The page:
By Shruti Jain
When we like most things in our lives custom-made, why should our mutual fund portfolio be any different? Whether it is your suit, house, interiors or mutual fund portfolio – a tailor-made approach is the best fit and gives the best results too! Picking random best-performing funds based on a Google search or investing in funds based on ‘expert recommendations’ may seem like a smart option. But this approach is same as buying a good-looking suit off-the-rack from the store. It looks stylish on the mannequin, but when you try it on it’s ill-fitted and drags down your personality.
What you need is a mutual fund portfolio that’s truly yours. This means hand-picking funds to make a portfolio that can outperform the index, while also being in sync with your personal risk tolerance, investment objectives and tax situation. While there is no one “correct way” to build a mutual fund portfolio there are some universals you should think about when choosing and combining funds to create your portfolio.
Know your risk tolerance and investment horizon
Before choosing your funds, you need to first figure out the time period for which you expect to hold your investments, i.e., your investment horizon. When you kickstart your investment journey you should know for which financial goals are you investing. Your portfolio should include funds that are suitable for your short-term goals (less than 2 years) like a vacation or renovating your house, mid-term goals (2-8 years) like buying a car, and long-term goals (over 8 years) like buying a house, retirement, or child’s education.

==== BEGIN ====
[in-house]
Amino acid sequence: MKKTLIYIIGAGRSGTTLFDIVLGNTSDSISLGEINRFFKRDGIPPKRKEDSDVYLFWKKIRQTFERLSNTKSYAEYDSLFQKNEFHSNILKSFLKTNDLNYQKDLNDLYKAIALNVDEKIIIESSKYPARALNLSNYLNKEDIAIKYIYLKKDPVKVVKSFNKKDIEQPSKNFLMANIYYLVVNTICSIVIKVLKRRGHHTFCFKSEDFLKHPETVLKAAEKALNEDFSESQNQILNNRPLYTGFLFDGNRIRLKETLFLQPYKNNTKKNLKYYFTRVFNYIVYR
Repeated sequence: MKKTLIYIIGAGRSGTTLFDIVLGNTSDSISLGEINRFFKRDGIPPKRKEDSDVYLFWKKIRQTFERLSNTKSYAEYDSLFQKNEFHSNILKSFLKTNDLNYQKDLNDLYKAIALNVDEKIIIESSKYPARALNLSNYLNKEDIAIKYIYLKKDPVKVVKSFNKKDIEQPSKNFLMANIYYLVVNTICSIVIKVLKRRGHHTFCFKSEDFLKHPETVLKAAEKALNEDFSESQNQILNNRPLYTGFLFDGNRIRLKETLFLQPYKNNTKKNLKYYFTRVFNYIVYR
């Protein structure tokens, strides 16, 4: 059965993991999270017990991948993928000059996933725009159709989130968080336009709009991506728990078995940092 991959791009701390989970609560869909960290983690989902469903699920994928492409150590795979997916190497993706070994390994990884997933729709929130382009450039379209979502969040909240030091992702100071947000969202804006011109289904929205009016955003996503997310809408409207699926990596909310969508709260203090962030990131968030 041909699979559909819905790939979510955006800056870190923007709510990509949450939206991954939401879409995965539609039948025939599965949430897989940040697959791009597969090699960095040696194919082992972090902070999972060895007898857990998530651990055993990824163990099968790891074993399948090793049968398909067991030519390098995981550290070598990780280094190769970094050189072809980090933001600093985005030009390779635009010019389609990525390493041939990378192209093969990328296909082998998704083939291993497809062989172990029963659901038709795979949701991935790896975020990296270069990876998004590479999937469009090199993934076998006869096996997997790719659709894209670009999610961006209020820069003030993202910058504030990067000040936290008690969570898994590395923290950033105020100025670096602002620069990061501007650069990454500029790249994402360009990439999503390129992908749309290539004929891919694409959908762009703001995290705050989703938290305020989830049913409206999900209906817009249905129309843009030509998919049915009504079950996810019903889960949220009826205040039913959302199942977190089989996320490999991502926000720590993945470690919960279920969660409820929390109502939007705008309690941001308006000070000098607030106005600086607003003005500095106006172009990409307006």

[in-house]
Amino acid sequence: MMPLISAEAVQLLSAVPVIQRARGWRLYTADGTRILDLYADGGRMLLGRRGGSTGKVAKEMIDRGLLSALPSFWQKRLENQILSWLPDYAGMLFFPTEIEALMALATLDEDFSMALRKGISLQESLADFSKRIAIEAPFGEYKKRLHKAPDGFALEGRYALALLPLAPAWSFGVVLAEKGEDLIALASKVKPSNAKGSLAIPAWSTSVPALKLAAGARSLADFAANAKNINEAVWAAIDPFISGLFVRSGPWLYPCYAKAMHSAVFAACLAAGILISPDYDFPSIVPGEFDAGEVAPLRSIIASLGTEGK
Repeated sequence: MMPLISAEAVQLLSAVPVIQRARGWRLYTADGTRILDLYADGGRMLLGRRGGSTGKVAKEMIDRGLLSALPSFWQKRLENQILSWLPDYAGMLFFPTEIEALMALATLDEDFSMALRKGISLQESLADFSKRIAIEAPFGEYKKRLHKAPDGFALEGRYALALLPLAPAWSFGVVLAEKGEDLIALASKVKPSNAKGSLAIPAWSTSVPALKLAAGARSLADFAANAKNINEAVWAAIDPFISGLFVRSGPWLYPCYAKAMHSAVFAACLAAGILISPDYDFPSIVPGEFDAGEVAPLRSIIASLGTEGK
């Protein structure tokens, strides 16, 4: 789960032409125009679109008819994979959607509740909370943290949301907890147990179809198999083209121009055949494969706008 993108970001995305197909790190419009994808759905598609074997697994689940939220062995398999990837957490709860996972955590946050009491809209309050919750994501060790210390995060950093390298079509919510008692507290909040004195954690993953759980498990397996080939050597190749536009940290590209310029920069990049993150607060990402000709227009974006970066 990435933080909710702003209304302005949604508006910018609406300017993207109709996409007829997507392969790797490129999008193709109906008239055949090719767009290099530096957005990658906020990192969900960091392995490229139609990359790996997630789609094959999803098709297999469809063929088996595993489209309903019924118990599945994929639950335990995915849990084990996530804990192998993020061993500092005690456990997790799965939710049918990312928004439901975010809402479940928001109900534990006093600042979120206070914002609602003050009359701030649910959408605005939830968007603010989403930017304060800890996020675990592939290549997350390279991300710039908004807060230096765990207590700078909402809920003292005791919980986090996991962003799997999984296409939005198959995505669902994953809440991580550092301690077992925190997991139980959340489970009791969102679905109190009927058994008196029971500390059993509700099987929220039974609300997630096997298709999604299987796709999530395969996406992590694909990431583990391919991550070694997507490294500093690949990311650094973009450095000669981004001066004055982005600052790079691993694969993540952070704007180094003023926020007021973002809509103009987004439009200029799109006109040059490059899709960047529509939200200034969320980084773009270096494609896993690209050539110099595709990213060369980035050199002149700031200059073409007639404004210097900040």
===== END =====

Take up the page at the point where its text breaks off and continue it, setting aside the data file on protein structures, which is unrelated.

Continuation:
Next step is determining how much risk you can tolerate. When it comes to money, you need to really be honest with yourself. Being too cautious, than you really are, or thinking you can handle high levels of risk because you love bungee jumping can be painful later.
Determine your asset allocation
The foundation of your portfolio is asset allocation— your preferred combination of large-cap, mid-cap and small-cap Indian funds, international funds, debt funds, money market funds and gold funds. It determines the broad risk level of your portfolio, which should match your risk profile, and is the first step towards constructing a diversified portfolio. Diversification works because different asset classes, sectors and securities don’t move in tandem.
Different factors determine the appropriate mix for you, how much exposure you should have to any asset class, and what the time horizon should be for your investment.
Equity markets are too volatile in the short-term but have been regarded as the best-performing asset class in the long run. Debt funds, on the other hand, give steady but low returns. Depending on your goal and risk profile, the asset class will be determined. If, say, your retirement is 15 years away, an equity-dominated portfolio would be a good option. But if you have taken a personal loan that needs to be paid in just one year, debt funds will be more suitable. If you have a medium-term goal, like a trip abroad, balanced funds may be the right answer. And generally, liquid funds are a nice place to park very short-term funds.
The rest of the investment process includes picking funds—either for taxable or tax-advantaged accounts— putting them together in a portfolio, monitoring the portfolio over time, and rebalancing it so it remains in line with your risk tolerance.
Pick the right Funds